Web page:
Last week's applications for aid might have been elevated in part because state employment offices had been closed over the holidays, requiring some jobless people to wait until last week to apply. The addition of a $300-a-week federal unemployment benefit, as part of a rescue aid package enacted late last month, may have also encouraged more people to apply, Vanden Houten said.
Many people in the arts and entertainment fields have lost most or all of their incomes as the coronavirus has shut down performance venues. They include Shelby Lewis, a classical trumpet player in Baton Rouge, Louisiana, who hasn't performed since early March, when he played Bach with a Kansas City musical chamber.
Lewis, 48, is receiving $400 in weekly unemployment aid, including the new $300 federal benefit, and his wife is still working. He appreciates the federal aid, which freelance musicians like him haven't been eligible for in the past.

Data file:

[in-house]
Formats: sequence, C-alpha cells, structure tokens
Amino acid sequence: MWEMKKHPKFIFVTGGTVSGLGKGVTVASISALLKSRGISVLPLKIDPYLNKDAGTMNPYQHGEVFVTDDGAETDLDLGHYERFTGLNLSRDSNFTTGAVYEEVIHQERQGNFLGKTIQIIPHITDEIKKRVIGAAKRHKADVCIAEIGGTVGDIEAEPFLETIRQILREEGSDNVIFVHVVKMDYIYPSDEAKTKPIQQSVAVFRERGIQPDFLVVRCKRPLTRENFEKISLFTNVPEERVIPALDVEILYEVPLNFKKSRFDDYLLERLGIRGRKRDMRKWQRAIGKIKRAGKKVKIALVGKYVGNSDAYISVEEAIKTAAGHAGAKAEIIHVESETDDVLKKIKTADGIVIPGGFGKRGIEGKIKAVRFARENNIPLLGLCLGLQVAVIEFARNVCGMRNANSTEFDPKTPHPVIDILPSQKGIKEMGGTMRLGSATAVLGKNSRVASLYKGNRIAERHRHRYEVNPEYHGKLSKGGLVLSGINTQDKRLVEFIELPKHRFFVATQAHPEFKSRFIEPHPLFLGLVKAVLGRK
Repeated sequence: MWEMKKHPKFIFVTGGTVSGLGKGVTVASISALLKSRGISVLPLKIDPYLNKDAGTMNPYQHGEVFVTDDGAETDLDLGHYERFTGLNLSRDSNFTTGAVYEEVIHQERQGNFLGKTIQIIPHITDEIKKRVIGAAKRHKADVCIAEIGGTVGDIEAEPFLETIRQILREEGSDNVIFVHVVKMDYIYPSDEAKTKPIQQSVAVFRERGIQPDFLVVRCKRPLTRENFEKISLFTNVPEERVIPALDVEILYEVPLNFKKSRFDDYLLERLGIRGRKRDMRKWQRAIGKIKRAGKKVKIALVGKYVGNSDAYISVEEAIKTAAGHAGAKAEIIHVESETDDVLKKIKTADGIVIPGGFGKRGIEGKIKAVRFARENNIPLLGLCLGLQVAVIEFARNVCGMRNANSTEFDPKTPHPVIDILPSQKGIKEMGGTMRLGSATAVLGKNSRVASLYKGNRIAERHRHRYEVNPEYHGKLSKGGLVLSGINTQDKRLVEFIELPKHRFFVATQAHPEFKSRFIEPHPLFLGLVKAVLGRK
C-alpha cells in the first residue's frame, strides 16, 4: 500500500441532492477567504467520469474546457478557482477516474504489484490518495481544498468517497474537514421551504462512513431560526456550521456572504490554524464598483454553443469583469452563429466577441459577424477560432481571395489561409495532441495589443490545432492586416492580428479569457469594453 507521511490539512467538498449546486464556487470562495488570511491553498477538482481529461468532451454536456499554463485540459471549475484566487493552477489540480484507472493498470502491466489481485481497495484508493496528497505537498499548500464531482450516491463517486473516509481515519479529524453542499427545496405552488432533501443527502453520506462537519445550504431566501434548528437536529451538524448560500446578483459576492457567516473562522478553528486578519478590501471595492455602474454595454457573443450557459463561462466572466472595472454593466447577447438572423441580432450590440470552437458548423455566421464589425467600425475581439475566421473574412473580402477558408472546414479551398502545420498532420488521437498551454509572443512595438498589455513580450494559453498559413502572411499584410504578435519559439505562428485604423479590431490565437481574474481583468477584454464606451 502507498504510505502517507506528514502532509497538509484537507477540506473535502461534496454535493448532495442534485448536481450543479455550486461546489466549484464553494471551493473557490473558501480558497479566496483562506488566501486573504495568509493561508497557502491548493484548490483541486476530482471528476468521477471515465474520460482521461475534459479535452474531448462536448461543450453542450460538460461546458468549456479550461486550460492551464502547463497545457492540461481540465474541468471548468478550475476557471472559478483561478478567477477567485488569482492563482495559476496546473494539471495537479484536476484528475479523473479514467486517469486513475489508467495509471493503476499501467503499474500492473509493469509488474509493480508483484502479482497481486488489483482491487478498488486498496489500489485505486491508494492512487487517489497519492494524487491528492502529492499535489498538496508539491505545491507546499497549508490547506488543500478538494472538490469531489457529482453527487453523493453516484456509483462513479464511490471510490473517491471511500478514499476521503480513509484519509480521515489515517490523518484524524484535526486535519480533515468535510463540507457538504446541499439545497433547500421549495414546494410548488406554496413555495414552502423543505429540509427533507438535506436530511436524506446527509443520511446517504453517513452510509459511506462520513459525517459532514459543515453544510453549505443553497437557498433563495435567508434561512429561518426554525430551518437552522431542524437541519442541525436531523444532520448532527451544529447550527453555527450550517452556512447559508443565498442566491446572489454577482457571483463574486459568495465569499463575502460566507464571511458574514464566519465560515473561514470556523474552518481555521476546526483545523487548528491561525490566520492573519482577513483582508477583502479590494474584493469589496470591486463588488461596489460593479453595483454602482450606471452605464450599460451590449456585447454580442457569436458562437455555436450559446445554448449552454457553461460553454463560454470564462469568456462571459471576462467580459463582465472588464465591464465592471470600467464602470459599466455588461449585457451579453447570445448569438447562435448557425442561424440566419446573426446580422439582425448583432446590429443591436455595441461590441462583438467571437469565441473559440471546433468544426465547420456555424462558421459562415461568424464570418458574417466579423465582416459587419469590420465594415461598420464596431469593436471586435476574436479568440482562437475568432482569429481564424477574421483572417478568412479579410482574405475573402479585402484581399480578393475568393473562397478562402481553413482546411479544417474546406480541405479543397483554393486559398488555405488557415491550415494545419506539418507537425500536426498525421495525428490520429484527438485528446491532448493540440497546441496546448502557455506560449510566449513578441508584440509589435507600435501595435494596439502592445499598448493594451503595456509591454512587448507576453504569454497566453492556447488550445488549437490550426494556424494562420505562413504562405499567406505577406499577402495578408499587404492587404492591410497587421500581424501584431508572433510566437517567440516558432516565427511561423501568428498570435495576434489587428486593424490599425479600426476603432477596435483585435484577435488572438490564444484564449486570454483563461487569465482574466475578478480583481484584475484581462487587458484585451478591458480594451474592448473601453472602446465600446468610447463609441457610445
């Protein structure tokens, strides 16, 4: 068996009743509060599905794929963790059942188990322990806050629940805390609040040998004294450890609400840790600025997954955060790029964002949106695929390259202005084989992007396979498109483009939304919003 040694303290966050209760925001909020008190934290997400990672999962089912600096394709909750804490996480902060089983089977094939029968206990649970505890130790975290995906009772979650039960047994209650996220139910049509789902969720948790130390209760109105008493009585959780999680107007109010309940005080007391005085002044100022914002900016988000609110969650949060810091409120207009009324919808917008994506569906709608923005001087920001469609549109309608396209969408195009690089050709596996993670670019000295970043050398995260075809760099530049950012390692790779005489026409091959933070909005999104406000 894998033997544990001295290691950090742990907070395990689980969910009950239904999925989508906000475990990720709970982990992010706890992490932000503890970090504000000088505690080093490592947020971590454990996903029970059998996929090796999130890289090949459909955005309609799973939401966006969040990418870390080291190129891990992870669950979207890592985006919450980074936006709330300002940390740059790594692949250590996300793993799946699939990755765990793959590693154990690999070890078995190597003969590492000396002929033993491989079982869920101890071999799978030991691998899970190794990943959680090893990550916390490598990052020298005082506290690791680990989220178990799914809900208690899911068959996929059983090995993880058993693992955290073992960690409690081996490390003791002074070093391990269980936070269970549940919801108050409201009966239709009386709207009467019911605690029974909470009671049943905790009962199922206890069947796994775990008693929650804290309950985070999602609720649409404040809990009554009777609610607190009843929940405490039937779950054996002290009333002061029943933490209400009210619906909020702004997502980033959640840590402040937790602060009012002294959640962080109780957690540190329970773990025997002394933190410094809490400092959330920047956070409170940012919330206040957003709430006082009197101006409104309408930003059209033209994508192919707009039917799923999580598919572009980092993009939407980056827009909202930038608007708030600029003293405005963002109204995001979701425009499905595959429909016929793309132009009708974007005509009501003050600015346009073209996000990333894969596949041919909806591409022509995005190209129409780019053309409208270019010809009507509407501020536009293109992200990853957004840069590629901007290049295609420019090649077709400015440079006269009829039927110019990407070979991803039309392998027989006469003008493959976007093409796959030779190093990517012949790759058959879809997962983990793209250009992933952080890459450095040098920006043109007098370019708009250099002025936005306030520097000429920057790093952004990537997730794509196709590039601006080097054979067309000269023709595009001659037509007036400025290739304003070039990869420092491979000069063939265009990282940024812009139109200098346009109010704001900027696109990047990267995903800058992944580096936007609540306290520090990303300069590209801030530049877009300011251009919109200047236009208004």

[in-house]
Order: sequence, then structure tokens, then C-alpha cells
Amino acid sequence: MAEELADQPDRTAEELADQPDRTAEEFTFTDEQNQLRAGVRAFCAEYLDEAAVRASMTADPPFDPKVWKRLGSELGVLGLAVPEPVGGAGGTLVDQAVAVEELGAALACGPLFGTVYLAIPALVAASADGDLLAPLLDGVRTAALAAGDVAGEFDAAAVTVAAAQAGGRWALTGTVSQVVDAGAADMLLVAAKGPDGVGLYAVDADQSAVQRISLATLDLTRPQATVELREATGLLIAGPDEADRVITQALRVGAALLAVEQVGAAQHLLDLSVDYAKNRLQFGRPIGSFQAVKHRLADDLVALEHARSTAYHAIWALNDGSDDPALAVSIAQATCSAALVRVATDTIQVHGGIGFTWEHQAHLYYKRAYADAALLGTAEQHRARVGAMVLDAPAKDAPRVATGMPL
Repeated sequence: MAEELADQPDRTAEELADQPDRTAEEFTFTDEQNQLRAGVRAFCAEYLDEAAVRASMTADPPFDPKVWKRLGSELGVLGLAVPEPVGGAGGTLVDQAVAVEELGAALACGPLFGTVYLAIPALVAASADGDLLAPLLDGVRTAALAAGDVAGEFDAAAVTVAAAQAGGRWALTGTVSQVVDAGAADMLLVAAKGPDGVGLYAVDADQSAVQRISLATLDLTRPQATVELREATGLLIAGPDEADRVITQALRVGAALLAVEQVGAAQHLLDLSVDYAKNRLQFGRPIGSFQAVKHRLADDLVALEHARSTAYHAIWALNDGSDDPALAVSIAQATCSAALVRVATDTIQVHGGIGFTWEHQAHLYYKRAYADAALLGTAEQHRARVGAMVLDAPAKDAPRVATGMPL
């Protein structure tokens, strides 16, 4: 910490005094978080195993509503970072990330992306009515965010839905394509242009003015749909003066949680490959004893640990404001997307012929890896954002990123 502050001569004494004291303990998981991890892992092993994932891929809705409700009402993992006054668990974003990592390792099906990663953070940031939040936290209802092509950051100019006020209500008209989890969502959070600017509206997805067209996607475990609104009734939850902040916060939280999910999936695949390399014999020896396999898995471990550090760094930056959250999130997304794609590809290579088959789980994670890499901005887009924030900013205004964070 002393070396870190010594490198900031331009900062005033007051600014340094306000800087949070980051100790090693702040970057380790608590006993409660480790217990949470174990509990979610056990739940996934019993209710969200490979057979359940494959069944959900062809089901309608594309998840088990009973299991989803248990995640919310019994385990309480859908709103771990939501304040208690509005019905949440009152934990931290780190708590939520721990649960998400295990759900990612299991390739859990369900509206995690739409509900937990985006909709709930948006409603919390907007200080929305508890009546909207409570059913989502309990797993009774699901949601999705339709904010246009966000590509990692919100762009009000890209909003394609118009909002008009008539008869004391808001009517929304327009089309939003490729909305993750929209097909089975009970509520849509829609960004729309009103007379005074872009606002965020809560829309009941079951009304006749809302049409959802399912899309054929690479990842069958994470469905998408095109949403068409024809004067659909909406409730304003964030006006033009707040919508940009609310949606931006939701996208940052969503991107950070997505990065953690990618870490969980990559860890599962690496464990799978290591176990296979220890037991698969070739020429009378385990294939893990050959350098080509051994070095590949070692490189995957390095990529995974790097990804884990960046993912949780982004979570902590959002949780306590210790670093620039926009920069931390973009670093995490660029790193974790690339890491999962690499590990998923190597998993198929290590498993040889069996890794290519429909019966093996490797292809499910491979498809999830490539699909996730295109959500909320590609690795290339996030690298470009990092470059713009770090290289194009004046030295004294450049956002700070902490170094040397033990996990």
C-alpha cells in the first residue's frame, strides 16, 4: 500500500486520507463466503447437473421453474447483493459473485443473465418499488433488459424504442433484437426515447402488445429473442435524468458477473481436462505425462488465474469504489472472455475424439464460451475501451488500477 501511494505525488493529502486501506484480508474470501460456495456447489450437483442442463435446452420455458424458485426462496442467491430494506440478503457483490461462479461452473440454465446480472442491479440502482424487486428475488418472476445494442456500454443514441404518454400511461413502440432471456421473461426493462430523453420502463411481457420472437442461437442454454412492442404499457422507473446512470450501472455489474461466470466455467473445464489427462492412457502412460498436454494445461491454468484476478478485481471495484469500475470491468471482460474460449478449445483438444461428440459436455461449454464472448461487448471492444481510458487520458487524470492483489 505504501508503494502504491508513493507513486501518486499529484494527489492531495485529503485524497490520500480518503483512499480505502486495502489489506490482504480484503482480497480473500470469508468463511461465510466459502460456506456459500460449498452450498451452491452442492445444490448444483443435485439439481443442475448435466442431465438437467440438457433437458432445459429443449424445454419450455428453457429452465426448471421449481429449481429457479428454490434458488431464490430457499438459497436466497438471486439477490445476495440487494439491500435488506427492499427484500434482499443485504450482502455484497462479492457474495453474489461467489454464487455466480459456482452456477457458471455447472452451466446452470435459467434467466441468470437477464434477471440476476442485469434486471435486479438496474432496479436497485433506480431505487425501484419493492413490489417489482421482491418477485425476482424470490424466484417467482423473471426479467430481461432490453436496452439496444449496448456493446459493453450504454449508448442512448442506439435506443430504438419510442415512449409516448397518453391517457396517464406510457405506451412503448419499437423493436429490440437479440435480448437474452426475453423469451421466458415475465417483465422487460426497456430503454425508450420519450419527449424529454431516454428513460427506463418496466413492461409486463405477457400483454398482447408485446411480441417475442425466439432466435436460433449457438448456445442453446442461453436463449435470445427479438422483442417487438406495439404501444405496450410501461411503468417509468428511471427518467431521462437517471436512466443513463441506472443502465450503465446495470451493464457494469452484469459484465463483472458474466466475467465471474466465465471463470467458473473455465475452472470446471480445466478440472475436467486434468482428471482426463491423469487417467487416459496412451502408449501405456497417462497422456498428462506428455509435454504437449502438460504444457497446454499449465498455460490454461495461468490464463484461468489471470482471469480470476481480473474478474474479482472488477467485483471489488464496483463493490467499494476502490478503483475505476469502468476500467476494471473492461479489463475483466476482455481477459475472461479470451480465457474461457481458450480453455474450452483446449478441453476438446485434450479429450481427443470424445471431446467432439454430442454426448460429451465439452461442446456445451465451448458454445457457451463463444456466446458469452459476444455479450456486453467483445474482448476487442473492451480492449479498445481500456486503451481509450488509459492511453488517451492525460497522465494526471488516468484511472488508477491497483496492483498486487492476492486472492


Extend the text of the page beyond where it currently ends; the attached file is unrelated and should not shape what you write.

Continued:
Fearful, though, that many classical music groups will permanently close, Lewis is shifting his career back to photography and design, which he did for a decade before becoming a full-time musician.
“I think there is generally going to be a decline for small regional orchestras," he said.
In addition to last week's first-time applications for unemployment aid, the government said Thursday that 5.3 million Americans are continuing to receive state jobless benefits, up from 5.1 million in the previous week. It suggests that fewer people who are out of work are finding jobs.
About 11.6 million people received jobless aid from two federal programs in the week that ended Dec. 26, the latest period for which data is available. One of those programs provides extended benefits to people who have exhausted their state aid. The other supplies benefits to self-employed and contract workers.